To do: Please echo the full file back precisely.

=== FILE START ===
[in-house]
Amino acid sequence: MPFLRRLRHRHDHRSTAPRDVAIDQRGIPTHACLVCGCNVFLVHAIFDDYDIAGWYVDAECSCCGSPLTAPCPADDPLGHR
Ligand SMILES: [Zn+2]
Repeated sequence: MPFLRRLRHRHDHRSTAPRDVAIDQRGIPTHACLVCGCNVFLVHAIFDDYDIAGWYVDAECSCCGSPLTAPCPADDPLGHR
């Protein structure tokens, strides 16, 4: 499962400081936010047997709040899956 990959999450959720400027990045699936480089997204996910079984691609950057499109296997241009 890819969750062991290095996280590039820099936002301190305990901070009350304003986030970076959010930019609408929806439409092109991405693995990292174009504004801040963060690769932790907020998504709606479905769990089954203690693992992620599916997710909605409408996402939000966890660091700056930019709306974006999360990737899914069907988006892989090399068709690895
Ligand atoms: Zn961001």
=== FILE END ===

[in-house]
Amino acid sequence: MPFLRRLRHRHDHRSTAPRDVAIDQRGIPTHACLVCGCNVFLVHAIFDDYDIAGWYVDAECSCCGSPLTAPCPADDPLGHR
Ligand SMILES: [Zn+2]
Repeated sequence: MPFLRRLRHRHDHRSTAPRDVAIDQRGIPTHACLVCGCNVFLVHAIFDDYDIAGWYVDAECSCCGSPLTAPCPADDPLGHR
């Protein structure tokens, strides 16, 4: 499962400081936010047997709040899956 990959999450959720400027990045699936480089997204996910079984691609950057499109296997241009 890819969750062991290095996280590039820099936002301190305990901070009350304003986030970076959010930019609408929806439409092109991405693995990292174009504004801040963060690769932790907020998504709606479905769990089954203690693992992620599916997710909605409408996402939000966890660091700056930019709306974006999360990737899914069907988006892989090399068709690895
Ligand atoms: Zn961001």